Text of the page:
The rail industry is becoming a hotbed of innovation in construction, and while much has been achieved, there is room for much more
The rail industry is becoming a hotbed of innovation in construction with projects such as Crossrail and HS2 applying the latest building information modelling (BIM) systems and collaborative workflows across their supply chains. But can this streamlined approach to construction be used more widely?
The benefits of using BIM to deliver off-site or modular construction are well documented for a wide range of infrastructure projects. In the rail industry specifically, there is much to be gained from faster, more cost-efficient construction methods capable of delivering a high-quality and consistent outcome. As well as minimising disruption for franchise operators, such methods bring greater certainty when it comes to managing costs and ensuring on-time delivery.
Whilst much has been achieved in the rail industry so far, there is room to do more. Controlled and managed by Network Rail, a growing number of rail improvement projects place an emphasis on the use of modular construction methods; recognising the cost savings and other benefits that can be realised by standardising the construction of key areas such as waiting rooms, ticket collection areas and platforms.
As well as minimising disruption for franchise operators, such methods bring greater certainty when it comes to managing costs and ensuring on-time delivery
Effective management is critical when using modular construction methods due to the closer collaboration that is necessary at all levels of the supply chain – from designers to contractors, subcontractors and fabricators. To ensure success, management processes should be established at the outset. Whereas once it was usual for contractors to seek three quotes and negotiate the best price before appointing a subcontractor, such arrangements are increasingly pre-set at the start and a more cooperative, partnership-led approach is required.
Modular construction methods require more rigid planning too. On a traditional building site for example, designs can be tweaked onsite to accommodate slight variations. Such flexibility is not possible when using modular construction methods, as access may have to be arranged for larger pre-fabricated modules to be ‘craned in’ at the right time and in the right place. Any changes at this stage, can carry major cost implications and cause significant disruption.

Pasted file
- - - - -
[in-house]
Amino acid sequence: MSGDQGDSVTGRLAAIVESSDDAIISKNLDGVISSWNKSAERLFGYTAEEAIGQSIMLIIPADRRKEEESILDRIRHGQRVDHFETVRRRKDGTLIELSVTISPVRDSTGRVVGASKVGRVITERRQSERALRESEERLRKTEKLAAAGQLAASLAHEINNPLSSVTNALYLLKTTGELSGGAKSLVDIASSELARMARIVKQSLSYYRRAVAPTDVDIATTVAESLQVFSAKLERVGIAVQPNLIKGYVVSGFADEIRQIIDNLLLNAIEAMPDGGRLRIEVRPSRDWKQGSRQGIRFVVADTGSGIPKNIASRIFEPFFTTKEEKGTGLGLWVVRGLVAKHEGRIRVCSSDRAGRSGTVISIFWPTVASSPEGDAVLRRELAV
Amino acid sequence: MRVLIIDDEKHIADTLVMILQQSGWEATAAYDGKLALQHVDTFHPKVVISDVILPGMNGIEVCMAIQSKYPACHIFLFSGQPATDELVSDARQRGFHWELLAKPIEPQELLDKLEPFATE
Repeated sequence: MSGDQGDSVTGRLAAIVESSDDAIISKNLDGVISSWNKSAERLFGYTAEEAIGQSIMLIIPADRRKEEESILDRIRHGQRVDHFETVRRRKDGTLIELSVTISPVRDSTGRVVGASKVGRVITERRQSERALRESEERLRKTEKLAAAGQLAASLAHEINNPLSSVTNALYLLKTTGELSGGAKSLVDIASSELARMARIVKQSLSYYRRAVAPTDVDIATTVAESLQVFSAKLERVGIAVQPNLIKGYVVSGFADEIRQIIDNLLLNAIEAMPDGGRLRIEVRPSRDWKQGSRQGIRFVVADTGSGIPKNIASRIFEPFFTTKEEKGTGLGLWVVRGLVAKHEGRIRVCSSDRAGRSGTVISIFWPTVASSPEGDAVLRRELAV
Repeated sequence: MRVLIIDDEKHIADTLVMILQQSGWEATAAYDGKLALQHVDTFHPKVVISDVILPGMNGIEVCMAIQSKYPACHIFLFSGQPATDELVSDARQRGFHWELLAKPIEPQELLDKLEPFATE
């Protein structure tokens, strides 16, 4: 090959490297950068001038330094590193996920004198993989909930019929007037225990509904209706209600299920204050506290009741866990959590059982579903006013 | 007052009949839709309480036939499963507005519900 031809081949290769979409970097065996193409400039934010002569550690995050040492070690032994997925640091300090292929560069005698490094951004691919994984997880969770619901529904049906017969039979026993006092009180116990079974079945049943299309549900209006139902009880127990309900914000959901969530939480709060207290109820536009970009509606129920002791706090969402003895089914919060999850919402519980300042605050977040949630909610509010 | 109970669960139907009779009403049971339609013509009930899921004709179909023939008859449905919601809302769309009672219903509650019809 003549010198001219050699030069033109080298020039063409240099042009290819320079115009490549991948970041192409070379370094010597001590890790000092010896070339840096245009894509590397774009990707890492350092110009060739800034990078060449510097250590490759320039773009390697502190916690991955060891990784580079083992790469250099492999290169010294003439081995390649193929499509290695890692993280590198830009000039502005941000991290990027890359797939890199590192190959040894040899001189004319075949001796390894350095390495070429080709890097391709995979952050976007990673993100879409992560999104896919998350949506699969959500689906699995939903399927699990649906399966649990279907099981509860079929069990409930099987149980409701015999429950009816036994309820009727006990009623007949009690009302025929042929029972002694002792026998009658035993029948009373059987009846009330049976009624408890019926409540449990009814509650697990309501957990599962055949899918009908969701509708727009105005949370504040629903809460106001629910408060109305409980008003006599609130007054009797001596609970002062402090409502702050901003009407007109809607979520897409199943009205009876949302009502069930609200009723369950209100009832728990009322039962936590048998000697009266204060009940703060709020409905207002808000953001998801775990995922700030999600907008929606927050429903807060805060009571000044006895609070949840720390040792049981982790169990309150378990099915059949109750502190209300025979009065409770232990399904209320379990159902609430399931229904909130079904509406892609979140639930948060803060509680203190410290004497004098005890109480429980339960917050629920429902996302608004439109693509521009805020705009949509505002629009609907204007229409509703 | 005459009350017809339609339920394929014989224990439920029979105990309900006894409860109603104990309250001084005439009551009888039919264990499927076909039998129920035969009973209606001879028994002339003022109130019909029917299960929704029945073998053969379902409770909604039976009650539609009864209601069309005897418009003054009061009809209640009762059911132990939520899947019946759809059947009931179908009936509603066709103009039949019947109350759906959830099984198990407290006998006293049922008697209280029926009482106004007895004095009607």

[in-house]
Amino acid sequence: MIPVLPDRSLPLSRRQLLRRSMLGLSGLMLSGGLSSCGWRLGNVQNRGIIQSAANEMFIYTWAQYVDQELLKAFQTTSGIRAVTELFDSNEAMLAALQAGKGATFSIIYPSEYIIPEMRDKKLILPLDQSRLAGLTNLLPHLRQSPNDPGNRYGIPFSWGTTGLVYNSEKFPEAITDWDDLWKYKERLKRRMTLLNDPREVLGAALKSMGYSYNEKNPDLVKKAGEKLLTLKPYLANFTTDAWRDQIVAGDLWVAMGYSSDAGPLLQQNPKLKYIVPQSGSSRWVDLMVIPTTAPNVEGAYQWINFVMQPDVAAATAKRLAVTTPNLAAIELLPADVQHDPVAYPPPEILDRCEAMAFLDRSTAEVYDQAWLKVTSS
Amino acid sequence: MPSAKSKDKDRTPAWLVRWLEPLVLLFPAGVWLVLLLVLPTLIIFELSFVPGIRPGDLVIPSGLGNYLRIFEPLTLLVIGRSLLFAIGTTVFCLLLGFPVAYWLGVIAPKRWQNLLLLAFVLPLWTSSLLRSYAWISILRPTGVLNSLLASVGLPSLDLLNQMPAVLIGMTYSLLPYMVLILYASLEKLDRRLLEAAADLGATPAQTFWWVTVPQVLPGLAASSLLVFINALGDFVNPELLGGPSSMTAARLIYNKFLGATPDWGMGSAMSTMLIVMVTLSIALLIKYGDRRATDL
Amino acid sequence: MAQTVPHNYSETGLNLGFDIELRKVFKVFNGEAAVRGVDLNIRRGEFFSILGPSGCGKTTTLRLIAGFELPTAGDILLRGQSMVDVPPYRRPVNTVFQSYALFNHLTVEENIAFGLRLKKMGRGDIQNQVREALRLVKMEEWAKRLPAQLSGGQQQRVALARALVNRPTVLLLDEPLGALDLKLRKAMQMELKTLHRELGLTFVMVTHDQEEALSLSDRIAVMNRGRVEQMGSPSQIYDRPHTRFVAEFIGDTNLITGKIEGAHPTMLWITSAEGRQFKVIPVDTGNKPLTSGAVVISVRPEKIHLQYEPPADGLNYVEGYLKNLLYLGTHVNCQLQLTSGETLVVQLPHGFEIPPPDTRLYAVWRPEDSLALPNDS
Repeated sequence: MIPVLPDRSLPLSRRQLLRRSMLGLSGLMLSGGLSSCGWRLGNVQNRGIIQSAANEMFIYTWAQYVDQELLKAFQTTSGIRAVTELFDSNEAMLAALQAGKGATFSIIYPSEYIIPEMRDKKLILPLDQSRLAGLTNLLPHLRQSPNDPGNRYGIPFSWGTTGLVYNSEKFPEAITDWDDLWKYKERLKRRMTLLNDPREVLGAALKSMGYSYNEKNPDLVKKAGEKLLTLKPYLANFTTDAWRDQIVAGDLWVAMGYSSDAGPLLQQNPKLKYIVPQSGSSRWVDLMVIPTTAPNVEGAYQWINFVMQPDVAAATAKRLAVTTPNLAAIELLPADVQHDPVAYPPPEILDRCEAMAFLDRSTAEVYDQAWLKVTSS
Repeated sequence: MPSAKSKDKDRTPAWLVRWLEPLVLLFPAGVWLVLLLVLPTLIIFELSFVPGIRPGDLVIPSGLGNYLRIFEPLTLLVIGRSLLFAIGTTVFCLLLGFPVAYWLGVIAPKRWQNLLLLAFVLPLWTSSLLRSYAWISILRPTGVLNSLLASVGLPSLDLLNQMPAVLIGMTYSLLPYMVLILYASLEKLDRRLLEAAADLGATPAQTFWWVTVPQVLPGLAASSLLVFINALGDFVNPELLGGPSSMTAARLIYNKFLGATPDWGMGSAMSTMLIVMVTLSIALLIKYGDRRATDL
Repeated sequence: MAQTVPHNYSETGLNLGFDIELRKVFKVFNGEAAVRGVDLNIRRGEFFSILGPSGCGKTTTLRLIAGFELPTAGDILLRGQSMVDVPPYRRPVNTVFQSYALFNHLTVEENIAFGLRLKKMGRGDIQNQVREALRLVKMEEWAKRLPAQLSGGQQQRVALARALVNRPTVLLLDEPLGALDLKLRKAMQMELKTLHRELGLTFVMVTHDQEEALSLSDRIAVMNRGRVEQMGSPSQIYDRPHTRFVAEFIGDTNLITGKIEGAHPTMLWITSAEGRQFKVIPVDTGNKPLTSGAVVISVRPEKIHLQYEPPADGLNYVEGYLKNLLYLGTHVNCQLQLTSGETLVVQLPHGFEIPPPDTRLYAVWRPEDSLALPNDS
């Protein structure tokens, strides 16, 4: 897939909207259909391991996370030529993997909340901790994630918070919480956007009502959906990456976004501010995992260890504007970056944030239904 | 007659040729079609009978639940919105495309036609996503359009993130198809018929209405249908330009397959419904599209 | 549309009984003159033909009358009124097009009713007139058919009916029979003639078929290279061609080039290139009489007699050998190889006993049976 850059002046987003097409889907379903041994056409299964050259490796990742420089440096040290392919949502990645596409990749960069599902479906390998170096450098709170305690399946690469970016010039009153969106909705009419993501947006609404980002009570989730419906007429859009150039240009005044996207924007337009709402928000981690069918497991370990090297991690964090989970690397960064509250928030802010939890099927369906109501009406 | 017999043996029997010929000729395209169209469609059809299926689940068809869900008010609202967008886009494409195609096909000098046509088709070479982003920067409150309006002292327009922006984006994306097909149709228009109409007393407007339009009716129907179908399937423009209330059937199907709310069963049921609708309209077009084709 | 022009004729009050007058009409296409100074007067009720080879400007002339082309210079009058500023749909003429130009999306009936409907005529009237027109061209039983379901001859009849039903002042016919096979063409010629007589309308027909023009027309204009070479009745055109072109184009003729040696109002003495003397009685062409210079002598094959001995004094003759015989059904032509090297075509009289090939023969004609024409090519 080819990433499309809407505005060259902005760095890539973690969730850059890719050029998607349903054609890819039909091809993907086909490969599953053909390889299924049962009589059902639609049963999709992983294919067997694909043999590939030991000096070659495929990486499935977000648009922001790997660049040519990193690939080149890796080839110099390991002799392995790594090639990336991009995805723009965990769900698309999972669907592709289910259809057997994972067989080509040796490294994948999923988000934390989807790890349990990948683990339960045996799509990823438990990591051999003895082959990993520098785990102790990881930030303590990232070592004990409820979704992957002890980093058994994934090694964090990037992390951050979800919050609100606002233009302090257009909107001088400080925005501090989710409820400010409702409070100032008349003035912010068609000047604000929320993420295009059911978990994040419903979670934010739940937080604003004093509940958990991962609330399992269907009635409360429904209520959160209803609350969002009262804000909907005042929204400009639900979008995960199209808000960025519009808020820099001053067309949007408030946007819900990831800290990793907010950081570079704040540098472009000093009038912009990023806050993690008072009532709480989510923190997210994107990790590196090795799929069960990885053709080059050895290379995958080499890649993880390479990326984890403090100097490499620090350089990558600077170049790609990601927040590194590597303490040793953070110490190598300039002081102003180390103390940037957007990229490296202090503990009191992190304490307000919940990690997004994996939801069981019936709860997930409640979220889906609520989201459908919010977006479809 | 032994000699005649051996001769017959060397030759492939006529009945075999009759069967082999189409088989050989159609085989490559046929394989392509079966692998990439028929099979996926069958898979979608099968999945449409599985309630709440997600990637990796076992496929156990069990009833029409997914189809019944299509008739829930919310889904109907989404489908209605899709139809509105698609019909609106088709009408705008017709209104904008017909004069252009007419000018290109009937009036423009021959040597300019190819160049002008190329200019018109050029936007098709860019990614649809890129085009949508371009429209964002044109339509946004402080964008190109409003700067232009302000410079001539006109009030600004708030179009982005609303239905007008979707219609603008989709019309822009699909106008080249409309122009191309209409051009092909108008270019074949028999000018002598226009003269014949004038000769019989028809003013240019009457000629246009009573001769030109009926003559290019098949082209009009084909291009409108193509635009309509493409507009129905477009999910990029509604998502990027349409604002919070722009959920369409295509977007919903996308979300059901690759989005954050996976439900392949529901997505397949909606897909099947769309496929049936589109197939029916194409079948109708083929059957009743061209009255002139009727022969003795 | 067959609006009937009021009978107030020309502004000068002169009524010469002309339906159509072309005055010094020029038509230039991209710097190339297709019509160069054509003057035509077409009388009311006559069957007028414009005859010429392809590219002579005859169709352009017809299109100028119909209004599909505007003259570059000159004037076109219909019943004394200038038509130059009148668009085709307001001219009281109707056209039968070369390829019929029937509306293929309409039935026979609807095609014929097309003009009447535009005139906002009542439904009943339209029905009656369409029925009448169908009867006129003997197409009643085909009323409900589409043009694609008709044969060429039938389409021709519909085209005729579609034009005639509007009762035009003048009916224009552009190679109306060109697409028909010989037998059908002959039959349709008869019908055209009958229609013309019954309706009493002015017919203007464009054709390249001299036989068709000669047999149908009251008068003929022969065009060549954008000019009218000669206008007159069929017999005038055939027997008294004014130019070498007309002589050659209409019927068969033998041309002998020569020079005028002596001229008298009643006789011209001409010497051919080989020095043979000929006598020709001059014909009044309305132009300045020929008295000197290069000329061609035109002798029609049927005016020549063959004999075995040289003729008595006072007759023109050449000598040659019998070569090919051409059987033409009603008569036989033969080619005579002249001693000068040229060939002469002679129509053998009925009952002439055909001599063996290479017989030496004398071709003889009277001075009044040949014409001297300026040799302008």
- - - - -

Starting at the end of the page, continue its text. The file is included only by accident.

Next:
For the project manager, modular construction methods can bring additional procurement-related risks. When appointing a supplier for example, it is important to understand their operational capacity and financial security, seeking assurances where necessary. If there is a capacity shortfall, it may be possible to overcome this by introducing extra shifts for example, but the project manager needs to understand what can and can’t be done at the start.
Unlocking the potential of modular construction methods requires micro-planning and a strategic approach to supply chain management
As well as allowing greater cost certainty, modular construction methods can bring significant cost efficiencies – often linked to reduced use of labour. Manufacturing parts off-site means they can be made in areas of the country where labour is cheaper or more readily available. This is particularly useful if the construction site is in London where key building trades can be in short supply. On-site assembly also requires less skilled labour, which helps to minimise health and safety risks whilst also reducing cost by requiring fewer welfare provisions.
Unlocking the potential of modular construction methods requires micro-planning and a strategic approach to supply chain management. Achieving this will enable project managers to secure better outcomes across all cost, time and quality considerations.